July 2013 Flagstaff Business News column

Three Years After the Schultz Fire

 
By Mike Townsend
Interim Coconino County Manager

Three years have passed since flames tore across the eastern face of Flagstaff’s San Francisco Peaks and while the blaze has long been squelched, the impact of the 2010 Schultz Fire continues.

In the summer of 2010, the fire soon gave way to monsoon floods, which posed a threat to lives and greatly impacted properties, homes, utilities, and critical roadways. But in their wake, came learning hard lessons, pursuing funding and now investing millions of dollars by Coconino County and our state and federal partners into flood mitigation efforts.

The County and its partners continue to work collaboratively to complete community-driven projects designed to more safely navigate floodwaters through our impacted neighborhoods to improve protection of lives, homes and property.

Since the 15,000-acre fire and subsequent flooding, over $15 million has been spent on flood mitigation efforts by the County. The County has worked tirelessly since 2010 to secure the funding needed to model, engineer, and construct projects designed to prevent reduce the impacts from catastrophic flooding seen over the last three years.

More than finding a remedy to an ongoing issue, the County and its staff considers these mitigation efforts as an investment in our community by increasing safety, improving property values and providing jobs for local and regional contractors.

A study recently released by Northern Arizona University’s Ecological Restoration Institute found the total financial impact of the fire was upwards of $147 million. Overall response and mitigation efforts for the fire and floods cost city, county, state and federal governments upwards of $60 million, which continues to grow.

While such mitigation efforts are costly, those dollars have been invested with the safety of our residents and infrastructure in mind. Currently there are four major flood mitigation projects valued at over $7 million under construction in the Schultz flood area.

The first, the $3.6 million Brandis Way Emergency Watershed Protection Project, began in March. The project, which is funded through the federal Natural Resources Conservation Service’s (NRCS) Emergency Watershed Protection (EWP) program and the County’s Flood Control District, will create sediment reduction measures on U.S. Forest Service property and the construction of a floodwater channel along Brandis Way.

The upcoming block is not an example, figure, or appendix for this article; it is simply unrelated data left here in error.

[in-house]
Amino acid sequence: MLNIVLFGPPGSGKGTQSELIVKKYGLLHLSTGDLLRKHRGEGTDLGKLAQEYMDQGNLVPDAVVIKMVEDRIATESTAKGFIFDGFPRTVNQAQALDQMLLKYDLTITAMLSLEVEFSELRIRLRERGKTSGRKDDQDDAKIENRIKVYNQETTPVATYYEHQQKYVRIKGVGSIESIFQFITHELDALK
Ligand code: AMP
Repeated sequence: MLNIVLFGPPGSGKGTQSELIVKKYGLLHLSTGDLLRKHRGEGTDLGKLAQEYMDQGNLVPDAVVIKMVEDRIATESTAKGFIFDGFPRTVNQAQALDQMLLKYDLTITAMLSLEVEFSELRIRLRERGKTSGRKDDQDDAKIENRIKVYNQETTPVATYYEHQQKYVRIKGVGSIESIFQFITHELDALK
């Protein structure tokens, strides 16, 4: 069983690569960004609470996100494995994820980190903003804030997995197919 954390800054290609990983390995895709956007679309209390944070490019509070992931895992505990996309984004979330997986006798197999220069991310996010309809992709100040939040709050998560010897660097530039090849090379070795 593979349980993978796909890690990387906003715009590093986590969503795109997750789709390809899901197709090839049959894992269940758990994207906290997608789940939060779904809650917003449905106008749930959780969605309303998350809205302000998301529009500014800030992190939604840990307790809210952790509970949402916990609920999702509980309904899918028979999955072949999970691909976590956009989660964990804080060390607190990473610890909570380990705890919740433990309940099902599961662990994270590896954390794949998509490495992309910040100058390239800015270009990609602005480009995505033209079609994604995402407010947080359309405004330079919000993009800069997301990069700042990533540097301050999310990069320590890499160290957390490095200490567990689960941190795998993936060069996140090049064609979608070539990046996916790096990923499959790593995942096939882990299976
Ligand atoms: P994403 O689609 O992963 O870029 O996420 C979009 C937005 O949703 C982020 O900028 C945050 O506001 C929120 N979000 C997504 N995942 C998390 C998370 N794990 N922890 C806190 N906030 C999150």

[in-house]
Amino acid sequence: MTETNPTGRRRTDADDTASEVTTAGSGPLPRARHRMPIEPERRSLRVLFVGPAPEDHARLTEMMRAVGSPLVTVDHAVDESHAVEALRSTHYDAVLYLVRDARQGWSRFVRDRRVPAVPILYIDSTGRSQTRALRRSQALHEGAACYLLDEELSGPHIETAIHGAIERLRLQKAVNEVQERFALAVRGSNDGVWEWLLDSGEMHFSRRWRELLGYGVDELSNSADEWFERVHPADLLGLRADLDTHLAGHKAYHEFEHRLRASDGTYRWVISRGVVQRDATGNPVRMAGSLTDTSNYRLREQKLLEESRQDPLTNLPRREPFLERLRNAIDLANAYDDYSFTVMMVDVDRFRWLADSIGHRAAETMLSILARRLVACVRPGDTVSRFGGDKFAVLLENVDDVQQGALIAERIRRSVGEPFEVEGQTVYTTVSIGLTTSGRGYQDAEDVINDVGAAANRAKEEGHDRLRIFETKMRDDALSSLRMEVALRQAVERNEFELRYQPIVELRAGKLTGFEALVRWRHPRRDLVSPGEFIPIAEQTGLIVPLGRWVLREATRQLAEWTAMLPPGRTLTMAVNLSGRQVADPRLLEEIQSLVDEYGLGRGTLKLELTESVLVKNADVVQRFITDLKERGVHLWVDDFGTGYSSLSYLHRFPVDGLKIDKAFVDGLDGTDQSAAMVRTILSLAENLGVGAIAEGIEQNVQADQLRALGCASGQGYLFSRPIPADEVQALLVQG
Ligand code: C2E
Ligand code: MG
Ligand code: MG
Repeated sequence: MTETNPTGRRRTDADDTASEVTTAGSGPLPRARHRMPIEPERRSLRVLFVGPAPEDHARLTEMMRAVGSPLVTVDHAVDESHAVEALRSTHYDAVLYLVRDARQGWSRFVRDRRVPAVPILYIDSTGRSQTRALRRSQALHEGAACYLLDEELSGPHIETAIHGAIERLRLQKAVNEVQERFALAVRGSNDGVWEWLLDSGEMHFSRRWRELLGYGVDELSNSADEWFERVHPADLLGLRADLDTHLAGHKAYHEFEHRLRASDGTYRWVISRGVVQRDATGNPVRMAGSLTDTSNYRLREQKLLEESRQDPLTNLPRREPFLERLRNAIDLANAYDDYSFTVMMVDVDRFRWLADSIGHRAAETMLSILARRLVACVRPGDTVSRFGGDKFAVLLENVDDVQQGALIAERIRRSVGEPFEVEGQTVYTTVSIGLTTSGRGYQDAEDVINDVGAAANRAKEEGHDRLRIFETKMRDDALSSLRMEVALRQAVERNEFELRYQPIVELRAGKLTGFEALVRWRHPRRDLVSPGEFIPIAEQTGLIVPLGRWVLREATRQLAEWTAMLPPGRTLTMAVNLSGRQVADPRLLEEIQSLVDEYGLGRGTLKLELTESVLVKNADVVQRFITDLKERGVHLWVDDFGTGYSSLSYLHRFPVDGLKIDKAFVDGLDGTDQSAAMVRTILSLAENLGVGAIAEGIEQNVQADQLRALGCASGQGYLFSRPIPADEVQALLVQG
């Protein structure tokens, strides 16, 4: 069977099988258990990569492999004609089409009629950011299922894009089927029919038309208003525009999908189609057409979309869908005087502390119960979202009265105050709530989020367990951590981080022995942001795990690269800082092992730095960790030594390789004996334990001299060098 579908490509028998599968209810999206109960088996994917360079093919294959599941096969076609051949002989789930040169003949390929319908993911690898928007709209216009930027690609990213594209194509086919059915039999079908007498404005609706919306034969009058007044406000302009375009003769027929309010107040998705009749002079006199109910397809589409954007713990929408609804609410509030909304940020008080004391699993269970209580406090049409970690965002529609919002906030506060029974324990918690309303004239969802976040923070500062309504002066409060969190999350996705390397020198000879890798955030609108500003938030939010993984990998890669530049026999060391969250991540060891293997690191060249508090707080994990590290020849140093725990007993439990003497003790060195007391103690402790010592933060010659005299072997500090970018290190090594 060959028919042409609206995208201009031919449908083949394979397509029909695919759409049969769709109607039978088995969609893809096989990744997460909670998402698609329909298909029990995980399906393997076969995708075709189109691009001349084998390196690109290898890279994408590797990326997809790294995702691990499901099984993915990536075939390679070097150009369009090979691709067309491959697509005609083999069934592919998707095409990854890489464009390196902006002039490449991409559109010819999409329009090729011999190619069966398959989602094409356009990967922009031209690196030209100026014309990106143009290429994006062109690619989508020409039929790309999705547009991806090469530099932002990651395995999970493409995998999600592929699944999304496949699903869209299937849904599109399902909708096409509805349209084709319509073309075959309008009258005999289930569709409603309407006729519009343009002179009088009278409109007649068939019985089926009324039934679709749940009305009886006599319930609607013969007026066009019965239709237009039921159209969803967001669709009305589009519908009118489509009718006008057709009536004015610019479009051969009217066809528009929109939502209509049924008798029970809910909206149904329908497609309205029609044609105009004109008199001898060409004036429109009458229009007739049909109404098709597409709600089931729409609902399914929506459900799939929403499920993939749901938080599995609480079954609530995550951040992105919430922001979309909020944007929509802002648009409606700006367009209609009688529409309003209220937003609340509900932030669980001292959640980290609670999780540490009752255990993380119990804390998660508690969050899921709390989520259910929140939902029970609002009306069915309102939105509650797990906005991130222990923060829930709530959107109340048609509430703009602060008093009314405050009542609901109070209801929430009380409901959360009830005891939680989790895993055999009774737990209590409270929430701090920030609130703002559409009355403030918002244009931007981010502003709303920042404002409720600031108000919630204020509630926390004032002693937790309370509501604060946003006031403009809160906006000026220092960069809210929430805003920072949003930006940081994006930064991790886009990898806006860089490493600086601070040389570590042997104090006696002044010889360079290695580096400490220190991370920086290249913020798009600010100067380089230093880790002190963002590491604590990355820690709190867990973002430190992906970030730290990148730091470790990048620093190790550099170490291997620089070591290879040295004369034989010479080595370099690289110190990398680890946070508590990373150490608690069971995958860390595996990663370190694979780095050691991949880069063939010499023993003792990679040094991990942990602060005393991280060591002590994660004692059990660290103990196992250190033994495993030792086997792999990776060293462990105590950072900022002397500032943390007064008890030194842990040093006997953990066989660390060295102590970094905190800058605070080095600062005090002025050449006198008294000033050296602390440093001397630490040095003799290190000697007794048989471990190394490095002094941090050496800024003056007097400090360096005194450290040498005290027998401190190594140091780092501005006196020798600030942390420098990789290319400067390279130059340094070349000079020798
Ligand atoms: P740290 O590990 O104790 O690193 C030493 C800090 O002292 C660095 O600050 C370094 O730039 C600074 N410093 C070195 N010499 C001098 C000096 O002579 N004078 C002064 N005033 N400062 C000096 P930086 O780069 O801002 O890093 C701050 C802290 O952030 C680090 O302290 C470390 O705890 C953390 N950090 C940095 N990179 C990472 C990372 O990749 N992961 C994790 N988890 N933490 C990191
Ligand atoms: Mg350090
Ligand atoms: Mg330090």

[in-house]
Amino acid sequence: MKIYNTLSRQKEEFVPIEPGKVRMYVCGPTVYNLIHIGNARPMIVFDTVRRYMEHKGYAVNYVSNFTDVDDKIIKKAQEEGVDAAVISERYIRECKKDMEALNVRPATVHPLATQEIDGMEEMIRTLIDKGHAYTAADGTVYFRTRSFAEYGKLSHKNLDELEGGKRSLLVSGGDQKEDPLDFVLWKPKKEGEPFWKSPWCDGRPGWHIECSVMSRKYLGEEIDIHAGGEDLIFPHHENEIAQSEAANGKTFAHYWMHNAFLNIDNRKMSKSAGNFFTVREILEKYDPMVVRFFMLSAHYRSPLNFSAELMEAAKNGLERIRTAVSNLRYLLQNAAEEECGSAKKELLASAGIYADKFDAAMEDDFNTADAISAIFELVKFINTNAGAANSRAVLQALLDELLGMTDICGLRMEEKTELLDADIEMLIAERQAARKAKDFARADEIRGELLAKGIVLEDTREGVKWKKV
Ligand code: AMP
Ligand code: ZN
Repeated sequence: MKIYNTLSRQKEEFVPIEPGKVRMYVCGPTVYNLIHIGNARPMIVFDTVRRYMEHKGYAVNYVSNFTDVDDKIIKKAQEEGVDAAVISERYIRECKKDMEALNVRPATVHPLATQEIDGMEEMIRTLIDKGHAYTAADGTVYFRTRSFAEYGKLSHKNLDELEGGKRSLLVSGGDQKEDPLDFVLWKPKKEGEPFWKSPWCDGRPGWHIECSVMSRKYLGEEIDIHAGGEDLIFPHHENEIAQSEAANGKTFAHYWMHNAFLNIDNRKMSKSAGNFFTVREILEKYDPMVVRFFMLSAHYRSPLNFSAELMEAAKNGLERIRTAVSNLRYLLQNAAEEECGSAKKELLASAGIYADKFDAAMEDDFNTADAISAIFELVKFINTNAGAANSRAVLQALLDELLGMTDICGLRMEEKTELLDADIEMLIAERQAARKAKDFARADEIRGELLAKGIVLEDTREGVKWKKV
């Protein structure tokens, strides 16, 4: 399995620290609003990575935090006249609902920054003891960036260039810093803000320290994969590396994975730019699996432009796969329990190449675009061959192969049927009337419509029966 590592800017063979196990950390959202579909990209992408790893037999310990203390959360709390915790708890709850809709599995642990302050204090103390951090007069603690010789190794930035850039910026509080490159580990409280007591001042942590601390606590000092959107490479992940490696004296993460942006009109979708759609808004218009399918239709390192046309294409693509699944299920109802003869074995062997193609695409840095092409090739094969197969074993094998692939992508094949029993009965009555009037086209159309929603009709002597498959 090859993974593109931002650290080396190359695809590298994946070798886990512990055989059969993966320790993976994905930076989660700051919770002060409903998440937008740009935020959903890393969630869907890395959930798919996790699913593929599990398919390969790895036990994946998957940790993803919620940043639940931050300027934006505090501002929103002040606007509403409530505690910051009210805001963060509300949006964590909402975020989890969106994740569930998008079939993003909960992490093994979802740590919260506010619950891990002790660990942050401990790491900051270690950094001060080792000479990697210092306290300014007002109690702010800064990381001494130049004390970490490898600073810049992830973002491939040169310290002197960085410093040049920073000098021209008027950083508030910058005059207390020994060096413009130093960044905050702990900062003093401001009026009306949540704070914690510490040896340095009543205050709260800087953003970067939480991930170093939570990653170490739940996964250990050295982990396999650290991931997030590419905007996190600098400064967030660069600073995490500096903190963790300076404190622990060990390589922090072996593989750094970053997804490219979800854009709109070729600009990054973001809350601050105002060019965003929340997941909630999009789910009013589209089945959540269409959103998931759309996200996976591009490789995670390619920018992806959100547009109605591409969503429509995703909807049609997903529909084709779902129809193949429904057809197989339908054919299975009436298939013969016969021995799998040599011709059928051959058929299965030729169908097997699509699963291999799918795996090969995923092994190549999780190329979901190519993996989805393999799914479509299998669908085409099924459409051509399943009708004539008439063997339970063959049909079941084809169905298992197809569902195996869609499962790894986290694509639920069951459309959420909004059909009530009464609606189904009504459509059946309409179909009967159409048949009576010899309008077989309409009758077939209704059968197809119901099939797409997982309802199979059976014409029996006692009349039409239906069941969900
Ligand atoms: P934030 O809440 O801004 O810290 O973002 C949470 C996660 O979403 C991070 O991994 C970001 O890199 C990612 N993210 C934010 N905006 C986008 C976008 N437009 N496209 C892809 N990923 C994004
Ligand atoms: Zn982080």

Also in March, the $1 million Upper Campbell Ditch Stabilization Project broke ground. This project improves the existing drainage ditch on the north side of Campbell Avenue. Enlarging and armoring this ditch will help stabilize the Upper Campbell Ditch and increase its floodwater conveyance capacity. This project is funded by FEMA and the County’s Flood Control District.

Last month, the County began the $900,000 Crisp Hill Crossing Project, which is funded by the County’s Flood Control District and involves the installation of a new box culvert to take floodwaters from the Upper Campbell Ditch to Lower Campbell Ditch.

Also in May, the County and NRCS broke ground on the area’s second EWP project in the Schultz Flood area. The Wupatki Trails EWP Project cost $900,000 to create sediment reduction measures on U.S. Forest Service property and construct a floodwater channel through the community.

These projects and others being planned in the coming years are investments into our communities and are designed to aid our neighbors who continue to be impacted by ongoing flooding. Such investments by the County and its federal partners not only protect homes, properties and infrastructure, but they also improve property values and aid in spurring economic development for hundreds of construction workers and local businesses throughout Northern Arizona.

These projects are the result of an organized, collaborative effort with more than 50 local, state and federal partners, in addition to working closely with the utilities and the support of the affected property owners.

Mike Townsend is a lifelong resident of Flagstaff and serves as interim Coconino County Manager. This column was submitted and likely ran in the July edition of the Flagstaff Business News.